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MRI Procedure
The MRI device is located within a specially shielded room (Faraday cage) to avoid outside interference, caused by the use of radio waves very close in frequency to those of ordinary FM radio stations.
The MRI procedure can easily be performed through clothing and bones, but attention must be paid to ferromagnetic items, because they will be attracted from the magnetic field. A hospital gown is appropriate, or the patient should wear clothing without metal fasteners and remove any metallic objects like hairpins, jewelry, eyeglasses, clocks, hearing aids, any removable dental work, lighters, coins etc., not only for MRI safety reasons. Metal in or around the scanned area can also cause errors in the reconstructed images (artifacts). Because the strong magnetic field can displace, or disrupt metallic objects, people with an implanted active device like a cardiac pacemaker cannot be scanned under normal circumstances and should not enter the MRI area.
The MRI machine can look like a short tunnel or has an open MRI design and the magnet does not completely surround the patient. Usually the patient lies on a comfortable motorized table, which slides into the scanner, depending on the MRI device, patients may be also able to sit up. If a contrast agent is to be administered, intravenous access will be placed. A technologist will operate the MRI machine and observe the patient during the examination from an adjacent room. Several sets of images are usually required, each taking some minutes. A typical MRI scan includes three to nine imaging sequences and may take up to one hour. Improved MRI devices with powerful magnets, newer software, and advanced sequences may complete the process in less time and better image quality.
Before and after the most MRI procedures no special preparation, diet, reduced activity, and extra medication is necessary. The magnetic field and radio waves are not felt and no pain is to expect.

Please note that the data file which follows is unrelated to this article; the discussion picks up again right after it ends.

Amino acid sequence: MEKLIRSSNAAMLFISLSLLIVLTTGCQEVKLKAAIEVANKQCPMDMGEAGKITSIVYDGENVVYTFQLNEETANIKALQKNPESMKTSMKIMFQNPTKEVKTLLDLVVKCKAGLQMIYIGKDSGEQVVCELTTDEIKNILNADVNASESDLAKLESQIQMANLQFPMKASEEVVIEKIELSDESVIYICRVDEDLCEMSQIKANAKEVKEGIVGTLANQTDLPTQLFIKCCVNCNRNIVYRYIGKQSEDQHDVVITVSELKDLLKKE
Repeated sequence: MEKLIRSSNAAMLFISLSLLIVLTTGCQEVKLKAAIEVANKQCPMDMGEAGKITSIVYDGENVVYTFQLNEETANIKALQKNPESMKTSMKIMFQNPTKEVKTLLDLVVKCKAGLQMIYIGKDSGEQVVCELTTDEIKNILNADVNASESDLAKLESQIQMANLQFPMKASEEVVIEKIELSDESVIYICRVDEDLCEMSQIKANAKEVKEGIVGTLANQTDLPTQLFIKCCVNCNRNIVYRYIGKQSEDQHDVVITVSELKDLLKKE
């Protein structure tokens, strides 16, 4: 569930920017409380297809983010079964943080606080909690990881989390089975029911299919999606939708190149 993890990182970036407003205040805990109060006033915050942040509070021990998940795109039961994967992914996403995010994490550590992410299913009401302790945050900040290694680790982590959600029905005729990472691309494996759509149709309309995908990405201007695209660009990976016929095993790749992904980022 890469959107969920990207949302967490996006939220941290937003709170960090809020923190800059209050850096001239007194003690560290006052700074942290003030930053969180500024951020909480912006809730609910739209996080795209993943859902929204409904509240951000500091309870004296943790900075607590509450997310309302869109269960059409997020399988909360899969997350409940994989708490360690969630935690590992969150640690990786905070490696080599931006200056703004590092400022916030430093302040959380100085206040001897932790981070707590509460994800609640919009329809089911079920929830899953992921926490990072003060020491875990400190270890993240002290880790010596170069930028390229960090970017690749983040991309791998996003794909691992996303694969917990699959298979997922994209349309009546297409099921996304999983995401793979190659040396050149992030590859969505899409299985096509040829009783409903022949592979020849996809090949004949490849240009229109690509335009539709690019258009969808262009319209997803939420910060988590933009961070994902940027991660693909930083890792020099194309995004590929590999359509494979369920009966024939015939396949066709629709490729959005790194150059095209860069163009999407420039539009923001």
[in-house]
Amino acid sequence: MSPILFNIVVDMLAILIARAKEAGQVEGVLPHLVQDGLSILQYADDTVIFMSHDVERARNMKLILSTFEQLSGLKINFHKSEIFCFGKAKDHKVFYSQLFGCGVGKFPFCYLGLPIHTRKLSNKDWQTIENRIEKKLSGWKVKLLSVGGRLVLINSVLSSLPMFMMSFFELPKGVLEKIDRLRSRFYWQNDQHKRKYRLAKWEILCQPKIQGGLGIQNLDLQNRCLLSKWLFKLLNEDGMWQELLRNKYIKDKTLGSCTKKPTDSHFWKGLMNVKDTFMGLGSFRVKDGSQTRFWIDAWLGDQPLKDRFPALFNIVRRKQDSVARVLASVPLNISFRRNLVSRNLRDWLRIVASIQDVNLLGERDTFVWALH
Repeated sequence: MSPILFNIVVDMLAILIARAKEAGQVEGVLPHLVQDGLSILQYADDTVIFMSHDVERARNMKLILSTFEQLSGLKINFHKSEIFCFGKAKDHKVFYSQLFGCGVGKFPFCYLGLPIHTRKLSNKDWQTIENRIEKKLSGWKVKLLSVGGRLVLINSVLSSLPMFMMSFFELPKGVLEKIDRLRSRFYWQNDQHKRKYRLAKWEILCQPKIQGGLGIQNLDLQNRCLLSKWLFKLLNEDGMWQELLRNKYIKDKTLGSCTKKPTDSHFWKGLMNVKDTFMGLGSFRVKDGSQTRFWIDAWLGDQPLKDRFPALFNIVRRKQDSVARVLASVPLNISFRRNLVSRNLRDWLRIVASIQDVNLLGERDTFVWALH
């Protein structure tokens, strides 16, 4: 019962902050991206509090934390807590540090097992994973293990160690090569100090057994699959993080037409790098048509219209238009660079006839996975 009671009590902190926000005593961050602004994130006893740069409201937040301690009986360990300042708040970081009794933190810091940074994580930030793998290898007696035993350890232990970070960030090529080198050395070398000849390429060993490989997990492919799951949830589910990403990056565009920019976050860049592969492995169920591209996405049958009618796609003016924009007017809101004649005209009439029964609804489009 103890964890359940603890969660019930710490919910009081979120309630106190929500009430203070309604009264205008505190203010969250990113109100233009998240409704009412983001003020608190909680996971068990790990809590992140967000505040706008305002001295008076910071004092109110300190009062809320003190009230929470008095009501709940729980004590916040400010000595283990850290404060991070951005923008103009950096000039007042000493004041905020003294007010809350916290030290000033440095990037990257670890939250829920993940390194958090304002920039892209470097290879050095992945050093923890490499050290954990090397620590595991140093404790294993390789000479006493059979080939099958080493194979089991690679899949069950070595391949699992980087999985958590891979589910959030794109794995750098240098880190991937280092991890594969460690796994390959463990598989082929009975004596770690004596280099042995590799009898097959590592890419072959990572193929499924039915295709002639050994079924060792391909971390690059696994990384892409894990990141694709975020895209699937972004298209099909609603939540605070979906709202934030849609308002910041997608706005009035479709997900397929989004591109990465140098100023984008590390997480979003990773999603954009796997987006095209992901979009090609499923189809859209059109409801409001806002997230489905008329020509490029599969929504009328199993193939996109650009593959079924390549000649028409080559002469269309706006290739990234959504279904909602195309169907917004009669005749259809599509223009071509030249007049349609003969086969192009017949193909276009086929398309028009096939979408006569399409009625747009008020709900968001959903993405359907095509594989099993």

Movement can blur MRI images and cause certain artifacts. A possible problem is the claustrophobia that some patients experience from being inside a tunnel-like scanner. If someone is very anxious or has difficulty to lie still, a sedative agent may be given. Earplugs and/or headphones are usually given to the patient to reduce the loud acoustic noise, which the machine produces during normal operation. A technologist observes the patient during the test. Some MRI scanners are equipped with televisions and music to help the examination time pass.
MRI is not a cheap examination, however cost effective by eliminating the need for invasive radiographic procedures, biopsies, and exploratory surgery. MRI scans can also save money while minimizing patient risk and discomfort. For example, MRI can reduce the need for X-ray angiography and myelography, and can eliminate unnecessary diagnostic procedures that miss occult disease.
See also Magnetic Resonance Imaging MRI, Medical Imaging, Cervical Spine MRI, Claustrophobia, MRI Risks and Pregnancy.
For Ultrasound Imaging (USI) see Ultrasound Imaging Procedures at

See also the related poll result: 'MRI will have replaced 50% of x-ray exams by'
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ClaustrophobiaForum -
related threads
A psychological reaction to being confined in a relatively small area.
This is a very real psychological danger for some individuals during the MRI procedure. A small percentage of patients is claustrophobic and cannot tolerate the confined space within a closed MRI magnet. Claustrophobia, panic attacks and other psychological stress situations have been reported in about 1-4% of cases as a reason to interrupt the MRI examination. Principally short and wide open MRI devices are advantageous because the percentage of claustrophobic incidents drops significantly.
Detailed explanation of the MRI procedure, careful attention and special equipment (mirrors to look outside the machine, emergency bells) help to reduce claustrophobia significantly. The majority of claustrophobic patients will be sufficiently relaxed with orally or intravenous sedatives.
See also Open MRI.


• View the DATABASE results for 'Claustrophobia' (16).Open this link in a new window

Further Reading:
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MRI guided biopsies are usually performed for lesions that are found on for example liver or breast MRI procedures and that are not seen on computed tomography, ultrasonography or mammography. The identification of cancer on breast MRI is dependent on uptake of intravenous contrast agents.
First an MRI scan, using a dedicated breast coil and biopsy guidance system is performed to found the lesion. After skin disinfection and local anesthesia, the biopsy procedure starts. Possible MR guided interventions include fine needle aspiration, core needle biopsy and vacuum-assisted biopsy (VABB) to sample tissue from the lesion; or wire localization prior to surgery for lesions that are not palpable.
See also Breast MRI.

• View the DATABASE results for 'Biopsy' (10).Open this link in a new window

• View the NEWS results for 'Biopsy' (6).Open this link in a new window.